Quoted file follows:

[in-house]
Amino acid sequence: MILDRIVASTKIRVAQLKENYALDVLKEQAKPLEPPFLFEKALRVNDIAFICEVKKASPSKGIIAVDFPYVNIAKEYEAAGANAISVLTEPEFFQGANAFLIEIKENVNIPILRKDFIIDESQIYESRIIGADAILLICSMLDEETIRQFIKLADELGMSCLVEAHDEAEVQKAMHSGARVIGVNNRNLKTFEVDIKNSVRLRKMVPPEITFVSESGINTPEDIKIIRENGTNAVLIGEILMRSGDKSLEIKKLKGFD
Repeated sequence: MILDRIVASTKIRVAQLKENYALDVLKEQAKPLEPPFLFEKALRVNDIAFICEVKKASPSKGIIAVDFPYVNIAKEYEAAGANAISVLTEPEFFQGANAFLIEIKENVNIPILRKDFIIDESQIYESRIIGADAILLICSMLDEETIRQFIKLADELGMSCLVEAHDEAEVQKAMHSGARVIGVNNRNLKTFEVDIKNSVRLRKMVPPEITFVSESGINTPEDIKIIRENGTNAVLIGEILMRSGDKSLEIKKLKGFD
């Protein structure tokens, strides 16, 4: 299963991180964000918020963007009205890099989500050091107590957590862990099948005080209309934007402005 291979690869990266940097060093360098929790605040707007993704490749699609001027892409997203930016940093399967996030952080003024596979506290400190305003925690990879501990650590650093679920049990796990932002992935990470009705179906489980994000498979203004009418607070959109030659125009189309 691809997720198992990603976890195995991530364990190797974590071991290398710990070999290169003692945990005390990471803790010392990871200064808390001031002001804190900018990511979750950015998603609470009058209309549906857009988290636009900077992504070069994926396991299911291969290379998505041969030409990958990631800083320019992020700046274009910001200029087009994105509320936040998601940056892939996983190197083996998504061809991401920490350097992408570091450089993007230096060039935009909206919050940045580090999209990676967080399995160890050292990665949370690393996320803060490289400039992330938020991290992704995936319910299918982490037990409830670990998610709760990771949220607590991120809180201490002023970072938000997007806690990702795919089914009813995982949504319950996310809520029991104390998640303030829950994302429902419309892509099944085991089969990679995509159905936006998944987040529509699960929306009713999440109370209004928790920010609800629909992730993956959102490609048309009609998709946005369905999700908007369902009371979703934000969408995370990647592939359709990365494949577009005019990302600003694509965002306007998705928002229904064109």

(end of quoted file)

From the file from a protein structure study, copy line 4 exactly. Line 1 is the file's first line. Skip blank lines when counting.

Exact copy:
């Protein structure tokens, strides 16, 4: 299963991180964000918020963007009205890099989500050091107590957590862990099948005080209309934007402005 291979690869990266940097060093360098929790605040707007993704490749699609001027892409997203930016940093399967996030952080003024596979506290400190305003925690990879501990650590650093679920049990796990932002992935990470009705179906489980994000498979203004009418607070959109030659125009189309 691809997720198992990603976890195995991530364990190797974590071991290398710990070999290169003692945990005390990471803790010392990871200064808390001031002001804190900018990511979750950015998603609470009058209309549906857009988290636009900077992504070069994926396991299911291969290379998505041969030409990958990631800083320019992020700046274009910001200029087009994105509320936040998601940056892939996983190197083996998504061809991401920490350097992408570091450089993007230096060039935009909206919050940045580090999209990676967080399995160890050292990665949370690393996320803060490289400039992330938020991290992704995936319910299918982490037990409830670990998610709760990771949220607590991120809180201490002023970072938000997007806690990702795919089914009813995982949504319950996310809520029991104390998640303030829950994302429902419309892509099944085991089969990679995509159905936006998944987040529509699960929306009713999440109370209004928790920010609800629909992730993956959102490609048309009609998709946005369905999700908007369902009371979703934000969408995370990647592939359709990365494949577009005019990302600003694509965002306007998705928002229904064109």